Richard Coleman has been a renowned data analyst and statistician who has pioneered advanced metrics since his 2005 NHL debut. After working at Harvard University Medical School in Boston, MA, he established his own company - Coleman Analytics - and then went to Stanford University Medical School in Stanford, CA, where he sharpened his data analysis and interpretation abilities. Coleman Analytics focuses on creating higher-level analytics to track team and player performance using intricate formulas such as Corsi, Fenwick, Expected Goals and PDO, which are more exact than traditional methods. Corsi examines a player's shot attempts instead of just goals scored when the puck enters the net, while Expected Goals analyse a team's attempts more efficiently. Similarly to Corsi, Fenwick excludes blocked shots from consideration.
At the same time, PDO furthers into how "lucky" or "unfortunate" teams are by calculating their shooting percentage plus save percentage when on the ice. Working side by side with Mike Smith, Coleman also developed software programming which facilitated deeper data collection for NHL hockey matches by assessing each game layer-by-layer for simpler tracking of players. These successes have solidified Coleman as an industry leader in hockey analytics and a pioneer in sports statistics analysis overall. He has clinched five Stanley Cups with various teams, including the Blackhawks, since this award was founded in 1892 by Canada's Governor General Lord Stanley of Preston — North America's oldest professional sports trophy. Coleman also has two books published, making him one of great influence.
Richard Coleman Hockey Analytics discusses Character of NHL players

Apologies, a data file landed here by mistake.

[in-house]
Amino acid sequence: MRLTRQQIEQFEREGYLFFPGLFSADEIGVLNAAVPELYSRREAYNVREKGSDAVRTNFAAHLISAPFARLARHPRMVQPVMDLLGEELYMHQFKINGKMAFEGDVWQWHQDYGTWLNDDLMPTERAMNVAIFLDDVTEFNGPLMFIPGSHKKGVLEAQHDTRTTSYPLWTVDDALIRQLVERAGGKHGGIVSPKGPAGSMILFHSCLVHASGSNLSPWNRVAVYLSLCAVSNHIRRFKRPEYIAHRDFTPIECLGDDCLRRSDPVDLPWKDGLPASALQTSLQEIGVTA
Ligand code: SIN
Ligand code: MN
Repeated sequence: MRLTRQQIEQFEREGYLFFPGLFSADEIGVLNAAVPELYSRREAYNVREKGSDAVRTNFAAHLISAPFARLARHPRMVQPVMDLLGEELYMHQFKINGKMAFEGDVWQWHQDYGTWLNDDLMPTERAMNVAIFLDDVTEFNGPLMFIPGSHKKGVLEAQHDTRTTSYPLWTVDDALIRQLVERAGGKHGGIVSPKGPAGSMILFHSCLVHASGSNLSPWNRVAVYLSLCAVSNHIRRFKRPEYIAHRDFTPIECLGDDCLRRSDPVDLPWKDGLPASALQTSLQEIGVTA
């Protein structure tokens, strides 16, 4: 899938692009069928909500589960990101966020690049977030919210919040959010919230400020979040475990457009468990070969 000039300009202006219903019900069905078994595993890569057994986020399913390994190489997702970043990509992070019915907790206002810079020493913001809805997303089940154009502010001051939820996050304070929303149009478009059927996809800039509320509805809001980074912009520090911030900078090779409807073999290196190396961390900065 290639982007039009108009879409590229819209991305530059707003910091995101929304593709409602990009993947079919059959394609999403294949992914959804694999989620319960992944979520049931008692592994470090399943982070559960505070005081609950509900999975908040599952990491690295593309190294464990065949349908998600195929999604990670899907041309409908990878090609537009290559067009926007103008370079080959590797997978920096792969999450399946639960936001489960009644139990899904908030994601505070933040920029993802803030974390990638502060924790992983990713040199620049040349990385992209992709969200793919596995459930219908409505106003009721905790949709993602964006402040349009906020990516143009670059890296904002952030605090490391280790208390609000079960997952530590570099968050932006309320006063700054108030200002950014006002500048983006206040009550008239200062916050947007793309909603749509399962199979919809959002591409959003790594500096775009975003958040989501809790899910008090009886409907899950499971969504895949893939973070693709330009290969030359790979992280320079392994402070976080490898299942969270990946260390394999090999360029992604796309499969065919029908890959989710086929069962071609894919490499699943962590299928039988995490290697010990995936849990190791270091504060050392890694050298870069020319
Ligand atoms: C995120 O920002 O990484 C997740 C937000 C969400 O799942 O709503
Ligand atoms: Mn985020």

Hockey Analtyics are concerned with the objective measures of players performance. Another important aspect of becoming an NHL player is character, which is harder to measure. Below is a partial subjective list created by the Richard Coleman Chicago Blackhawks of some important character attributes that can be observed from watching a player.
LINE CHANGES: alert, responsible…
Player A has extended shifts on a regular basis and changes on the back check.
Player B has short shifts and seems to change after any Defensive Zone play
Player C raises his stick and casually comes to the bench for a line change
Player D sprints to the bench on line changes
Player E comes off the bench on a line change fixing his equipment 6. Player F comes off the bench in full stride.
A player who plays with tenacity. Fights through checks and wins battles.
Moving your feet at all times, being active, involved around the puck.
Creating energy and momentum with constant fore check.
A defenseman shows determination/persistence when he works to maintain defensive side position on his check in the low defensive zone and eventually wins the low battle to prevent a defensive breakdown.
A player hustles back hard to break up a scoring chance and then makes a full effort to either get back up ice and into the play or to the bench with hustle and effort.
A player who takes lazy stick penalties on the back check or fore check shows a lack of effort.
Player A seldom goes 1st to the puck when pressured.
Player B will go 1st and take a hit to make a play.
Player C makes big hits but seldom goes 1st to the puck.
Player D retrieves pucks with no check- offs and no urgency.
SACRIFICES BODY: blocks shots, takes hit to make play, goes into the hard areas .
Undersized player takes abuse in the corners and in front of the net but continues to go back to the net front and other hard areas determined to score a goal.